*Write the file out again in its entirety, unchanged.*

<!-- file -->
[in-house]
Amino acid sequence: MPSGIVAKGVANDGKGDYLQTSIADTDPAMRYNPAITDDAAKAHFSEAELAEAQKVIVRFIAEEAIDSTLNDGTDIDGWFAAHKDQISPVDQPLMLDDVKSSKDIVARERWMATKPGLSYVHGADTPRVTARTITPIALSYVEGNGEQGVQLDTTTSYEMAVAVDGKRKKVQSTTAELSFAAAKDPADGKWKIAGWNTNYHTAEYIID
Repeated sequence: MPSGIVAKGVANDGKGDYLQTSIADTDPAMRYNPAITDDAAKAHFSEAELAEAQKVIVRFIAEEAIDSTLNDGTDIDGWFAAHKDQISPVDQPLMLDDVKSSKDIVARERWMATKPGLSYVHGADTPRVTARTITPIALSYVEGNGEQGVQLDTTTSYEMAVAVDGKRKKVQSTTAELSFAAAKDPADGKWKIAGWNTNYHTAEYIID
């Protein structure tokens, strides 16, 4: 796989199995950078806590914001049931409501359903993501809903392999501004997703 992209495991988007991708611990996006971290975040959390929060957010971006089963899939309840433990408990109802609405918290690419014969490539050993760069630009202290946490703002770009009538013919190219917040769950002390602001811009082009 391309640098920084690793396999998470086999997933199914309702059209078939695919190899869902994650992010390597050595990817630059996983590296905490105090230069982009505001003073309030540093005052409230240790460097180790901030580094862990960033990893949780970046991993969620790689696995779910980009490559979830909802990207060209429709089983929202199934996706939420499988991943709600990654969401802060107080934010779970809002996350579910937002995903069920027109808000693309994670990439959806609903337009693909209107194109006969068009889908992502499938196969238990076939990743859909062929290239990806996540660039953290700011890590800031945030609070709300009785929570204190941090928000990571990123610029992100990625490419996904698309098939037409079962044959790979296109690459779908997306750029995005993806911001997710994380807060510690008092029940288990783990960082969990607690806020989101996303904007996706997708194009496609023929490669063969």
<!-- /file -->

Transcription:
[in-house]
Amino acid sequence: MPSGIVAKGVANDGKGDYLQTSIADTDPAMRYNPAITDDAAKAHFSEAELAEAQKVIVRFIAEEAIDSTLNDGTDIDGWFAAHKDQISPVDQPLMLDDVKSSKDIVARERWMATKPGLSYVHGADTPRVTARTITPIALSYVEGNGEQGVQLDTTTSYEMAVAVDGKRKKVQSTTAELSFAAAKDPADGKWKIAGWNTNYHTAEYIID
Repeated sequence: MPSGIVAKGVANDGKGDYLQTSIADTDPAMRYNPAITDDAAKAHFSEAELAEAQKVIVRFIAEEAIDSTLNDGTDIDGWFAAHKDQISPVDQPLMLDDVKSSKDIVARERWMATKPGLSYVHGADTPRVTARTITPIALSYVEGNGEQGVQLDTTTSYEMAVAVDGKRKKVQSTTAELSFAAAKDPADGKWKIAGWNTNYHTAEYIID
């Protein structure tokens, strides 16, 4: 796989199995950078806590914001049931409501359903993501809903392999501004997703 992209495991988007991708611990996006971290975040959390929060957010971006089963899939309840433990408990109802609405918290690419014969490539050993760069630009202290946490703002770009009538013919190219917040769950002390602001811009082009 391309640098920084690793396999998470086999997933199914309702059209078939695919190899869902994650992010390597050595990817630059996983590296905490105090230069982009505001003073309030540093005052409230240790460097180790901030580094862990960033990893949780970046991993969620790689696995779910980009490559979830909802990207060209429709089983929202199934996706939420499988991943709600990654969401802060107080934010779970809002996350579910937002995903069920027109808000693309994670990439959806609903337009693909209107194109006969068009889908992502499938196969238990076939990743859909062929290239990806996540660039953290700011890590800031945030609070709300009785929570204190941090928000990571990123610029992100990625490419996904698309098939037409079962044959790979296109690459779908997306750029995005993806911001997710994380807060510690008092029940288990783990960082969990607690806020989101996303904007996706997708194009496609023929490669063969």